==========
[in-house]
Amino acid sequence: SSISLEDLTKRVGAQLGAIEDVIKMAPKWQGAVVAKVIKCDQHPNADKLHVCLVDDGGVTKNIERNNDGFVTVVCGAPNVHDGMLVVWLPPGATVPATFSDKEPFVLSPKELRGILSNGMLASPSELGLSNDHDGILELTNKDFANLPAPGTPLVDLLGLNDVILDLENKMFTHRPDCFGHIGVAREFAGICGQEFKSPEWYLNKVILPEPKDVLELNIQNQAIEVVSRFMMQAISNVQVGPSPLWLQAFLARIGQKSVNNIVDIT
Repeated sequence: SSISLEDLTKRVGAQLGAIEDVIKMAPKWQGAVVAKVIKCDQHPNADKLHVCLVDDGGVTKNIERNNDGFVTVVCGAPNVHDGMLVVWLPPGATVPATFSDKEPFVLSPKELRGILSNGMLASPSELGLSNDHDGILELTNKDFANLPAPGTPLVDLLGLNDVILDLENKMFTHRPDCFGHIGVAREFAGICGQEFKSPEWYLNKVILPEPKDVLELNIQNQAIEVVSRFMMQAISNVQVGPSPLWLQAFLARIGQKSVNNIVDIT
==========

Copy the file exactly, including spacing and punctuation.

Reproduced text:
[in-house]
Amino acid sequence: SSISLEDLTKRVGAQLGAIEDVIKMAPKWQGAVVAKVIKCDQHPNADKLHVCLVDDGGVTKNIERNNDGFVTVVCGAPNVHDGMLVVWLPPGATVPATFSDKEPFVLSPKELRGILSNGMLASPSELGLSNDHDGILELTNKDFANLPAPGTPLVDLLGLNDVILDLENKMFTHRPDCFGHIGVAREFAGICGQEFKSPEWYLNKVILPEPKDVLELNIQNQAIEVVSRFMMQAISNVQVGPSPLWLQAFLARIGQKSVNNIVDIT
Repeated sequence: SSISLEDLTKRVGAQLGAIEDVIKMAPKWQGAVVAKVIKCDQHPNADKLHVCLVDDGGVTKNIERNNDGFVTVVCGAPNVHDGMLVVWLPPGATVPATFSDKEPFVLSPKELRGILSNGMLASPSELGLSNDHDGILELTNKDFANLPAPGTPLVDLLGLNDVILDLENKMFTHRPDCFGHIGVAREFAGICGQEFKSPEWYLNKVILPEPKDVLELNIQNQAIEVVSRFMMQAISNVQVGPSPLWLQAFLARIGQKSVNNIVDIT